What is the impact of this treatment on the patient’s life?

Surgery performed within the first days of a child’s life prevents infection and saves the spine and brain from further damage. Early surgery also minimizes the risk of paralysis. Later treatment may save the child's life and prevent further damage.

What potential side effects or risks come with this treatment?

This surgery is moderately risky, and complications depend on the severity of the case.

How accessible is treatment in the area? What is the typical journey like for a patient to receive care?

There are few quality care centers in the region. Hospitals lack adequate resources and expertise to treat this condition. With about one neurosurgeon per 10,000,000 people in East Africa, initial treatment for spina bifida is often unavailable.

What are the alternatives to this treatment?

Surgery is the primary option for most types of spina bifida.

Meet another patient you can support

100% of your donation funds life-changing surgery.

Asbel

Asbel is a young farmer and the firstborn in a family of six. Asbel lives with his mother and siblings since their father passed away. The 28-year-old does farming to earn a living and sometimes is able to do other casual work in people’s farms. His siblings are young and his mother has no income-generating activity to support the family. He was forced to drop out of high school due to lack of funds to support his education. On arrival at the hospital, Asbel was checked by the doctors who also did an x-ray. This confirmed that he had sustained a metatarsal fracture with a dislocation on his right lower limb. Due to his condition, Asbel was taken to the operating theater for an urgent washout procedure to clean out his wound and then admitted to the hospital for pain management. He was also told that he would need surgery to fix the fractured bones. The condition has caused Asbel pain, swelling, and an open wound after a prick by a sharp object on his right foot while working on the farm. Fortunately, surgeons at our medical partner can help. On November 24th, Asbel will undergo a fracture repair procedure, called an open reduction and internal fixation. He will be able to go back to farming and continue supporting his family. Now, our medical partner, African Mission Healthcare Foundation, is requesting $941 to fund this procedure. Asbel says, “My hope is to get treated so that I can resume all my daily duties and provide for my family and my siblings.”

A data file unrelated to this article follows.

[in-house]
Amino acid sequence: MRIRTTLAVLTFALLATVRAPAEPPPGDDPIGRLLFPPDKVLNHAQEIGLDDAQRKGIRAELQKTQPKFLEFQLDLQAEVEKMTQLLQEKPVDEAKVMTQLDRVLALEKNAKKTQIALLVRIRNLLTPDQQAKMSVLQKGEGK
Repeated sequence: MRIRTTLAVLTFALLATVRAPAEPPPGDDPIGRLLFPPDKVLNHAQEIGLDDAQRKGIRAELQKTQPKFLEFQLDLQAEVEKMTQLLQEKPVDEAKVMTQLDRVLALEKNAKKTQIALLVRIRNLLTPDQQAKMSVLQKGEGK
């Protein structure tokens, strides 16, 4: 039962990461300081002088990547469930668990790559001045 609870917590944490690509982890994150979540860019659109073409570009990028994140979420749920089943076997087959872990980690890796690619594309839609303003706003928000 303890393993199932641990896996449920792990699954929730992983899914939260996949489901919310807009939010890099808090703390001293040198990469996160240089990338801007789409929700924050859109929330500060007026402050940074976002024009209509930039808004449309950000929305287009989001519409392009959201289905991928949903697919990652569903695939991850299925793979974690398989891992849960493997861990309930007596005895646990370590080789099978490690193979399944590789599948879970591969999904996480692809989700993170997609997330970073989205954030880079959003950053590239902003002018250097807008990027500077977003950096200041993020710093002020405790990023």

35% funded

35%funded
$338raised
$602to go

Meet another patient you can support

100% of your donation funds life-changing surgery.

Asbel

Asbel is a young farmer and the firstborn in a family of six. Asbel lives with his mother and siblings since their father passed away. The 28-year-old does farming to earn a living and sometimes is able to do other casual work in people’s farms. His siblings are young and his mother has no income-generating activity to support the family. He was forced to drop out of high school due to lack of funds to support his education. On arrival at the hospital, Asbel was checked by the doctors who also did an x-ray. This confirmed that he had sustained a metatarsal fracture with a dislocation on his right lower limb. Due to his condition, Asbel was taken to the operating theater for an urgent washout procedure to clean out his wound and then admitted to the hospital for pain management. He was also told that he would need surgery to fix the fractured bones. The condition has caused Asbel pain, swelling, and an open wound after a prick by a sharp object on his right foot while working on the farm. Fortunately, surgeons at our medical partner can help. On November 24th, Asbel will undergo a fracture repair procedure, called an open reduction and internal fixation. He will be able to go back to farming and continue supporting his family. Now, our medical partner, African Mission Healthcare Foundation, is requesting $941 to fund this procedure. Asbel says, “My hope is to get treated so that I can resume all my daily duties and provide for my family and my siblings.”

35% funded

35%funded
$338raised
$602to go